In the case of Bater v Bater21, Lord Denning stated as follows: “It is true that by our law there is a higher standard of proof in criminal cases than in civil cases, but this is subject to the qualification that there is no absolute standard in either case. In criminal cases the charge must be proved beyond reasonable doubt, but there may be degrees of proof within that standard. Many great judges have said that, in proportion as the crime is enormous, so ought the proof to be clear. So also in civil cases. The case may be proved by a preponderance of probability, but there may be degrees of probability within that standard.
The degree depends on the subject-matter. A civil court, when considering a charge of fraud, will naturally require a higher degree of probability than that which it would require if considering whether negligence were established. It does not adopt so high a degree as a criminal court, even when it is considering a charge of a criminal nature, but still it does require a degree of probability which is commensurate with the occasion. Likewise, a divorce court should require a degree of probability which is proportionate to the subject-matter.”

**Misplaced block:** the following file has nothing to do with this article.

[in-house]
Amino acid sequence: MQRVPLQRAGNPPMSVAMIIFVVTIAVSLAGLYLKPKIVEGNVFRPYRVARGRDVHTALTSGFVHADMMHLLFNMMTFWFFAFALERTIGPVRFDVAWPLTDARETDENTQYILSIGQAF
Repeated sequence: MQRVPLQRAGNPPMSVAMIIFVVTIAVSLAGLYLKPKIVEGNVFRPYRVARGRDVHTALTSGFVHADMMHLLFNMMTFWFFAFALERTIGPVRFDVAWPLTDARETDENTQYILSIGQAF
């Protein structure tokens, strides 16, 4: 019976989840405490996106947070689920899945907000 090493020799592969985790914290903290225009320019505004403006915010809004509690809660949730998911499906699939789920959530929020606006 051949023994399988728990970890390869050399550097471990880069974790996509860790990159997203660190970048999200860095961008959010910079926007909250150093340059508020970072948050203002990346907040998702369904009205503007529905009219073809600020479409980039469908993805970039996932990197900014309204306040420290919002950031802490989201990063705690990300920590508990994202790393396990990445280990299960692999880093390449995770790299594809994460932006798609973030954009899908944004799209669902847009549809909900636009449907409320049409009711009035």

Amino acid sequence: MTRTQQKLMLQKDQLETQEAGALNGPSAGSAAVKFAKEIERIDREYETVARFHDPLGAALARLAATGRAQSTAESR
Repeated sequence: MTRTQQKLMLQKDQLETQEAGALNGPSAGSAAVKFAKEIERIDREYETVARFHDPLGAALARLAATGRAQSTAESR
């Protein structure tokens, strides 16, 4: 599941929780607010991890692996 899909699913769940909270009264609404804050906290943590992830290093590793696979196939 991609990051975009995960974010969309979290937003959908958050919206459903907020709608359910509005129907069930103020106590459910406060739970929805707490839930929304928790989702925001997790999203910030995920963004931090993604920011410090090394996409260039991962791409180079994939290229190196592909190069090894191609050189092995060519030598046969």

The Supreme Court of Zambia has agreed with Lord Denning’s remarks made in Bater v Bater. In the case of AKASHAMBATWA MBIKUSITA LEWANIKA AND OTHERS v FREDERICK JACOB TITUS CHILUBA22 the Supreme Court stated, inter alia, that “Parliamentary election petitions were required to be proved to a standard higher than on a mere balance of probability and therefore in this, where the petition had been brought under constitutional provisions and would impact upon the governance of the nation and deployment of constitutional power, no less a standard of proof was required. Furthermore the issues raised were required to be established to a fairly high degree of convincing clarity.”